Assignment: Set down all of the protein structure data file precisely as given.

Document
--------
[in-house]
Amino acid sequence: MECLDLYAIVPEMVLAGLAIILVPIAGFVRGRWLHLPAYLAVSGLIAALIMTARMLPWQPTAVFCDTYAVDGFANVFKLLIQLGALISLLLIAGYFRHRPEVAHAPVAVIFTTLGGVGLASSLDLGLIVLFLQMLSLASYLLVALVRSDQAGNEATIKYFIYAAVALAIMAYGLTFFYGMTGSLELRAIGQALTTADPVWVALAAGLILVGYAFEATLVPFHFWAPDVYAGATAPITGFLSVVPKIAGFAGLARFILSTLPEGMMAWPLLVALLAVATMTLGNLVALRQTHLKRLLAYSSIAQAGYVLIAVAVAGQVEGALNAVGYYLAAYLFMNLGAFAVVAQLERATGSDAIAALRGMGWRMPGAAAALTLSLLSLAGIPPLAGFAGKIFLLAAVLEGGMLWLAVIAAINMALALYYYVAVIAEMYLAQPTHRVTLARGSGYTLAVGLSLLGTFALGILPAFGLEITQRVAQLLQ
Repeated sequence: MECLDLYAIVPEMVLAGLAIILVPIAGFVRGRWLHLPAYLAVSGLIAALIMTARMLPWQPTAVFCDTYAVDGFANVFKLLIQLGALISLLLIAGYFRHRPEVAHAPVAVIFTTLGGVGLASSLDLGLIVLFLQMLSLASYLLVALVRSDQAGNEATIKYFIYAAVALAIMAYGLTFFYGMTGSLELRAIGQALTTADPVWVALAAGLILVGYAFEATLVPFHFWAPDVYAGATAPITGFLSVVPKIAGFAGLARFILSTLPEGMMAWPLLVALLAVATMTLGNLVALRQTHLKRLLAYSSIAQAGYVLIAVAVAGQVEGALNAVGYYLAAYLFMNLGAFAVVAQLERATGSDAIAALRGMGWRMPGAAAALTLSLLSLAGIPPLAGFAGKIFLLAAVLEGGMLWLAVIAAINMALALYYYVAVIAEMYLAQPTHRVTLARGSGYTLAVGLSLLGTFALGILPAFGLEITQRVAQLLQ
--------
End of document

[in-house]
Amino acid sequence: MECLDLYAIVPEMVLAGLAIILVPIAGFVRGRWLHLPAYLAVSGLIAALIMTARMLPWQPTAVFCDTYAVDGFANVFKLLIQLGALISLLLIAGYFRHRPEVAHAPVAVIFTTLGGVGLASSLDLGLIVLFLQMLSLASYLLVALVRSDQAGNEATIKYFIYAAVALAIMAYGLTFFYGMTGSLELRAIGQALTTADPVWVALAAGLILVGYAFEATLVPFHFWAPDVYAGATAPITGFLSVVPKIAGFAGLARFILSTLPEGMMAWPLLVALLAVATMTLGNLVALRQTHLKRLLAYSSIAQAGYVLIAVAVAGQVEGALNAVGYYLAAYLFMNLGAFAVVAQLERATGSDAIAALRGMGWRMPGAAAALTLSLLSLAGIPPLAGFAGKIFLLAAVLEGGMLWLAVIAAINMALALYYYVAVIAEMYLAQPTHRVTLARGSGYTLAVGLSLLGTFALGILPAFGLEITQRVAQLLQ
Repeated sequence: MECLDLYAIVPEMVLAGLAIILVPIAGFVRGRWLHLPAYLAVSGLIAALIMTARMLPWQPTAVFCDTYAVDGFANVFKLLIQLGALISLLLIAGYFRHRPEVAHAPVAVIFTTLGGVGLASSLDLGLIVLFLQMLSLASYLLVALVRSDQAGNEATIKYFIYAAVALAIMAYGLTFFYGMTGSLELRAIGQALTTADPVWVALAAGLILVGYAFEATLVPFHFWAPDVYAGATAPITGFLSVVPKIAGFAGLARFILSTLPEGMMAWPLLVALLAVATMTLGNLVALRQTHLKRLLAYSSIAQAGYVLIAVAVAGQVEGALNAVGYYLAAYLFMNLGAFAVVAQLERATGSDAIAALRGMGWRMPGAAAALTLSLLSLAGIPPLAGFAGKIFLLAAVLEGGMLWLAVIAAINMALALYYYVAVIAEMYLAQPTHRVTLARGSGYTLAVGLSLLGTFALGILPAFGLEITQRVAQLLQ